Successful athletes enjoyed great benefits from their home city for the rest of their lives, they recieved free meals, invitations to banquets, and specially reserved places in the theatre.

An athlete called Exainetos won the short sprint at two Olympics in a row. When he was back home is Sicily he was met by 300 chariots each pulled by a pair of white horses.


Ancient Greece was made up of many small city states. These were cities and the land around them, and they had their own laws and rulers. They were almost like small countries in their own right. The city state of Corinth had 900 square kilometres of fountains and farmland.

The city state of Corinth was between those of Sparta and Athens.

From the name Corinth, we get the english word currant, for small black grapes that have been dried in the sun.

In the 7th century BC, a man called Kypselos overthrew the government of Corinth. He made himself ruler of the city state. This kind of leader is called a tyrant. When Kypselos died, his son Periander took over the role of tyrant.

Soon after Periander's death, Corinth was ruled by a council of 80 men. This type of government is called a oligarchy.

Some people say that soldiers were sent to kill Kypselos when he was a baby. His mother didn't realise and handed him over to them!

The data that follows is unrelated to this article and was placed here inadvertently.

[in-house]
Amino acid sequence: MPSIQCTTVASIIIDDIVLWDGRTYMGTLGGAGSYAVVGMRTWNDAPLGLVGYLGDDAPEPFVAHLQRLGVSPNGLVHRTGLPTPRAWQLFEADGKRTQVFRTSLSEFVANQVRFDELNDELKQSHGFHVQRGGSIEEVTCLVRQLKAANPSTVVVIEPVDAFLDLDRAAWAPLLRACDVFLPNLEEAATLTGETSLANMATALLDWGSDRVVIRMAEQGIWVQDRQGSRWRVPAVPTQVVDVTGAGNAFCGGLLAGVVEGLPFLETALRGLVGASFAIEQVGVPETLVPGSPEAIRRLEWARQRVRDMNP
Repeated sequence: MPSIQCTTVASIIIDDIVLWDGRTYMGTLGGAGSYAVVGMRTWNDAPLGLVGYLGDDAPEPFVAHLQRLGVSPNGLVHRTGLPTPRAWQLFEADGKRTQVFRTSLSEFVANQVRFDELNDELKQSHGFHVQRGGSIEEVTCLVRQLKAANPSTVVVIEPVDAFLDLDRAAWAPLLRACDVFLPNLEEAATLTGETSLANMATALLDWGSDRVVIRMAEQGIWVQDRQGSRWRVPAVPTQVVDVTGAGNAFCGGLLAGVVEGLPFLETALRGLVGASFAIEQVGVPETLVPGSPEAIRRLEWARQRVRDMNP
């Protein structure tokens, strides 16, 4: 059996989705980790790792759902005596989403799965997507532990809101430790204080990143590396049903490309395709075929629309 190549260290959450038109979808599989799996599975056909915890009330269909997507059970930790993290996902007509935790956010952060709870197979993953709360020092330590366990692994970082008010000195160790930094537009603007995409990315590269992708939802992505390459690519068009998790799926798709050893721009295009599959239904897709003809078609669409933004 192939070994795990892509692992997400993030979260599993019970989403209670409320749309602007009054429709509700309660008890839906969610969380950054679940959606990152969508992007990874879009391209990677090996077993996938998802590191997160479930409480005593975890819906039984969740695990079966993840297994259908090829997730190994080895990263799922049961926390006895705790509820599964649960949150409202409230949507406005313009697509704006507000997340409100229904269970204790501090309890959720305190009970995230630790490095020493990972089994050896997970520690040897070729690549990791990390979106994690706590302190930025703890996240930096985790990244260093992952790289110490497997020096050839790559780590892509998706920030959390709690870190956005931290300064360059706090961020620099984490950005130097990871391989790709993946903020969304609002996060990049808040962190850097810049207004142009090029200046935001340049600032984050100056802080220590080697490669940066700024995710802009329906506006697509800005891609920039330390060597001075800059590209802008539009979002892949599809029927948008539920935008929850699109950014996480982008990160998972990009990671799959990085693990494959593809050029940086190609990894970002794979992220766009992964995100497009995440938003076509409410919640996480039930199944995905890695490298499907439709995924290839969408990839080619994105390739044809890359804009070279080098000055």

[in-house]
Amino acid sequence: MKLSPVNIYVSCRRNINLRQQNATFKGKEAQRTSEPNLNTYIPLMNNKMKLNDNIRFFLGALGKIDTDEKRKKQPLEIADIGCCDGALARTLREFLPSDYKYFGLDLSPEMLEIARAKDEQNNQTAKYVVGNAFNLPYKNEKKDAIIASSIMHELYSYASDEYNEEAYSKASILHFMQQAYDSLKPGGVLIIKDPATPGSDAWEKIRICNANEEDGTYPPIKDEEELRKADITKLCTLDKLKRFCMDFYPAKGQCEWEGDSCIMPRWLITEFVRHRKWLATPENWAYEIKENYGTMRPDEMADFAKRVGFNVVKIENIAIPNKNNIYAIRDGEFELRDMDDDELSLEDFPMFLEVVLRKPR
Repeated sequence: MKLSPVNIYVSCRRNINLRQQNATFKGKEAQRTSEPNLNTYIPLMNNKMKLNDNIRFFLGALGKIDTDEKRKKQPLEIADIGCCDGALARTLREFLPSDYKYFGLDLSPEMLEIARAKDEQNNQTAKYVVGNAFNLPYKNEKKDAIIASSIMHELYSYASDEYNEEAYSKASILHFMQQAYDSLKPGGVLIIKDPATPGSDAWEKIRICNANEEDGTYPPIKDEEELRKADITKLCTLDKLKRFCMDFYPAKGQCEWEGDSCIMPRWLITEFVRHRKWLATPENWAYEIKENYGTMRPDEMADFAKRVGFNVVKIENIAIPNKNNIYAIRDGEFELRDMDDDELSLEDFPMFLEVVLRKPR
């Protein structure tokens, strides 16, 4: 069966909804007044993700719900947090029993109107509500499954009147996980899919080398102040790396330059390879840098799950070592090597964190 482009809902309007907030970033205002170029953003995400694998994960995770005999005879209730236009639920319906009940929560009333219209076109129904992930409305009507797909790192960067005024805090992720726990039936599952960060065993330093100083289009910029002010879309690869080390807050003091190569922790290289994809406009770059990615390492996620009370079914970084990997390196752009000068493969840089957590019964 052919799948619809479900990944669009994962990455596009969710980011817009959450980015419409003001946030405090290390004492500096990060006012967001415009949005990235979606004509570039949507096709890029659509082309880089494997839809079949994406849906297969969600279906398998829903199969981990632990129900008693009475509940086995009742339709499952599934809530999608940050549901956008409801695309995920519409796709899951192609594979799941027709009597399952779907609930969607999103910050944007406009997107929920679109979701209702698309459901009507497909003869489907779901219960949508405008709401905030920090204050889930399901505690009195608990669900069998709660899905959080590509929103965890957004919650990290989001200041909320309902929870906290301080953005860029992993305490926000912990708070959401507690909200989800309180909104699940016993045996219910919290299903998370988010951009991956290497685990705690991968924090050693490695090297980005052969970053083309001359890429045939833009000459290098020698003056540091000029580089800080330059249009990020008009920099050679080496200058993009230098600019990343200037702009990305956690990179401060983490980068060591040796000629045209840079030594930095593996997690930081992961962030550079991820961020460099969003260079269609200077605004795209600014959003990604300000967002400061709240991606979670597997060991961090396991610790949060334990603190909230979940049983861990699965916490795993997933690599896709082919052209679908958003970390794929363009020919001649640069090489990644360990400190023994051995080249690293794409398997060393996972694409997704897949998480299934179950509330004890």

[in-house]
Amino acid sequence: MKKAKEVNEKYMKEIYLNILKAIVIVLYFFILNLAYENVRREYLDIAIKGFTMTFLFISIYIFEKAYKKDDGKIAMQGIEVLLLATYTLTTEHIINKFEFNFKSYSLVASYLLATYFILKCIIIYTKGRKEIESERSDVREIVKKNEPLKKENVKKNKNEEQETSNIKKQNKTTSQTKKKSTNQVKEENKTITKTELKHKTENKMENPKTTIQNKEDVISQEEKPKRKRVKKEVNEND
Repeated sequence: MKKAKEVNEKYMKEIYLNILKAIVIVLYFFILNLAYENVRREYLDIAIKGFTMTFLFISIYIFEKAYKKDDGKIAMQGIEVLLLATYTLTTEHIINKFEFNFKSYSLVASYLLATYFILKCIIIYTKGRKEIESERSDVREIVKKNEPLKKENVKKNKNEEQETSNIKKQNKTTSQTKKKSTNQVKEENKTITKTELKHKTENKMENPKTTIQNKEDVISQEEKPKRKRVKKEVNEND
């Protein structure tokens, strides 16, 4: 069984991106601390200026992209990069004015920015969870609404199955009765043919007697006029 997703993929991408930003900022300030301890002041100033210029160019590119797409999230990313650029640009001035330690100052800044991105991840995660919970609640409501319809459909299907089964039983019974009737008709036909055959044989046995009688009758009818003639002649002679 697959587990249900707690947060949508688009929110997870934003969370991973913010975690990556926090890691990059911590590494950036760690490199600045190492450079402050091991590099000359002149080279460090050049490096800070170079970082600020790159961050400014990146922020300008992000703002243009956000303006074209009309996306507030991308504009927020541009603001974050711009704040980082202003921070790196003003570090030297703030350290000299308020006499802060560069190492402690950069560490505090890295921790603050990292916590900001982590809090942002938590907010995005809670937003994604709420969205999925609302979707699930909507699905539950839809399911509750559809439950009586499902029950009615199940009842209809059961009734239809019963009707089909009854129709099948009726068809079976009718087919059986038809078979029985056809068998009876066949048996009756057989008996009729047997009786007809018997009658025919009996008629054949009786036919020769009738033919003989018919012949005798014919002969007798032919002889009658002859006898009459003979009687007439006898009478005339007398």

The narrow piece of land that joins the southernmost part of greece to the mainland is called the Isthmus of Corinth. Periander built a stone track across it, so that ships could be dragged over the land from coast to coast (by large numbers of slaves). Corinth made money by charging a toll.

Why did they do this? A lot of trading in ancient Greece went on by ship.

Corinth made beautiful pottery, all decorated without any paint. Instead a water clay mixture was used. When the pot was baked in a kiln, the areas painted with clay mixture turned black. Unpainted areas turned a light brown or reddish brown color, depending on the type of clay.

For 200 years the Corinthians sold their pottery all over the Greek world. and Corinth became a wealthy and busy trading centre.

Corinthian soldiers played a big part in wars fought by the ancient Greeks. They fought on the same side as the other Greek cities to defeat the invasion from the Persians.

However shortly afterwards Sparta and Athens were at war with each other and Corinth fought with Sparta against Athens.